serving the white shepherd community since 1999
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White Shepherd Genetics Project
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Checklist of common diseases:
Heart and Vascular system diseases
Immune system diseases
Intervertebral disc disease
GSD degenerative myelopathy
Non-genetic symptoms/side effects of other conditions
*Metastatic squamous cell carcinoma
**Dural osseous metaplasia (cauda equina)
Benign prostatic hyperplasia
Interpretation of necropsy results:
Content copyright 2016. White Shepherd Genetics Project. All rights reserved.
BIMBS BISS AWSA/WSCC CH, UKC GRAND CHAMPION, U-CDX
ROYAL VON TASZ CLASSIC
CDX, CERF-Normal, PENNHIP (.32/.35),
OFA (H&E), DNA, OFA CARDIAC NORMAL,
Normal IgA, MDR1 N/N
Two Time AWSA National Specialty Best of Breed winner
UKC "Best In Top Ten" over all breeds (equivalent to Westminster!)
Advanced AKC & UKC Obedience titles plus TOTAL DOG Award!
Top ranked Stud Dog, Multiple Champion off-spring, Search & Rescue son
WSCC National Specialty Best of Breed winner
2003 & 2004 AWSA National Specialty 1st Place Stud Dog
Sire: Reeves Royal Angus Von Tasz
Dam: Wytecliff's Royal Crimson Ruby
Owner: Diana L. Updike
Breeder: Jean Reeves
May 16, 1997 – April 23, 2007
9 years, 11 months
The most significant finding on this report is the fact that there was a primary tumor (squamous cell carcinoma) of the
right tonsil that had spread to the local lymph nodes and throughout the lungs (pulmonary metastasis.)
There was atrophic gastritis evident on microscopic examination of the stomach, most likely secondary to the
squamous cell carcinoma or medications that were used to treat it causing decreased appetite and/or upset stomach.
There was a mild inflammation to the small intestine, which is not likely of significance. The remainder of the
gastrointestinal tract appeared normal.
There was arthritis in the left knee that was suggestive of patellar luxation. The articular surface of the knee joint
and the cruciate ligament does not appear to have any pathology, but the portion of the femur that the patella glides
along (medial trochlear ridge) was roughened/eroded, which could indicate that there was some luxation of the
patella that occurred. The right hip had been replaced and the implant was in good working order. The left hip was
normal; no evidence of hip dysplasia was noted.
There is spondylosis present at the third thoracic and fourth lumbar vertebrae. The degree was mild, and it is
uncertain whether or not this would have manifested in clinical disease. There was grossly no evidence of
lumbosacral stenosis, but on microscopic examination there were changes in the spinal cord that could suggest some
mild lumbar stenosis. If there were congenital LS stenosis, there would be bony changes evident grossly on
examination of the spinal column, specifically the malformation of the dorsal arch of the L7-S1 vertebrae. This was
not noted on the examination. Acquired lumbosacral stenosis, or lumbar stenosis, can be caused by bony and soft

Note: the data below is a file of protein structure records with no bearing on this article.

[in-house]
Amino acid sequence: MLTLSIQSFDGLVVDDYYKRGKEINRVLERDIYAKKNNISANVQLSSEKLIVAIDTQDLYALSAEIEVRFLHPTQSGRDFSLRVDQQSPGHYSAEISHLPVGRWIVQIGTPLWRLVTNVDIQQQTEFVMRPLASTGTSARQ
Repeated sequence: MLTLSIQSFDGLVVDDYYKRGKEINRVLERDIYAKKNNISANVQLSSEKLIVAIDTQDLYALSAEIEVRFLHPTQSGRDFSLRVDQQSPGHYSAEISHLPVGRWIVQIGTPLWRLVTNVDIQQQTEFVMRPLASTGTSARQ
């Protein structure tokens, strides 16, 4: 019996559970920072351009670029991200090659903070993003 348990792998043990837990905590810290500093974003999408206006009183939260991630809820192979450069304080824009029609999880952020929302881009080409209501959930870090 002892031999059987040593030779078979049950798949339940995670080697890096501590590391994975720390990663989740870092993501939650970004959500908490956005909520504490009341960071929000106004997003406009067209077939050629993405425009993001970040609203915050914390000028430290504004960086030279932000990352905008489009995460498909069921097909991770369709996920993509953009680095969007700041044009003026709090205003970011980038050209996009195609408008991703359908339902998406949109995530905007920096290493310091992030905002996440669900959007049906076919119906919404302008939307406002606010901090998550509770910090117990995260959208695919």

tissue degenerative changes leading to gradual progressive reduction in the spinal canal. There are degenerative
changes consistent with narrowing of the lumbar spinal canal but not specifically the lumbosacral area, and there is
no evidence to support a congenital condition. I would have to remove lumbosacral stenosis from the checklist
provided by the pathologist based on this. The dural osseous metaplasia of the cauda equine noted can be relatively
common in older dogs and may not have been of clinical significance, but in this case we have history that suggests
that either the cauda equine syndrome or the degenerative changes in the lumbar spinal cord were causing
neurological deficits (dead tail.)
There was benign prostatic hypertrophy present which may have accounted for the bladder atony in this patient;
however, given the history of neurological impairment it is more likely that the bladder atony was attributable to the
same process that was causing the dead tail.
There was some change noted in the mitral valve of the heart most likely age-related. There was no evidence of
disease of the thyroid or adrenal glands, the cardiovascular system, immune system, skin, liver/pancreas or eyes.
The MSU pathologist Ingrid L. Bergin, VMD, MS, CACLAM, indicated on Polo’s report that the findings were
suggestive of mild lumbar stenosis. On our checklist, she checked off Lumbosacral Stenosis, and wrote in “mild.”
Dr. Cardeccia, our consultant who interprets the reports for us, agreed there could be some mild lumbar stenosis, but
not acquired lumbosacral stenosis.
We sent the report to the neurologist, Dr. Michael Wolf, to get his opinion. He said:
I read the report.
Gross pathology: Mild spondylosis. Spondylosis is a common degenerative change to the vertebrae seen in older
dogs. Spondylosis is not associated with compression of the nerve roots or spinal cord. It occurs at the bottom of the
vertebral body. They (MSU) do not report a bulging disc or narrowing of the spinal canal (stenosis). Osseous
metaplasia of the dura (membrane around the spinal cord) is an age related change and of no clnical significance.
Microscopic exam: Mild multifocal chronic axonal and myelin degeneration. These changes are likely age related as
stenosis or compressive issues were not seen in gross pathology.
If you have further questions, please do not hesitate to contact me.
Dr. Michael Wolf"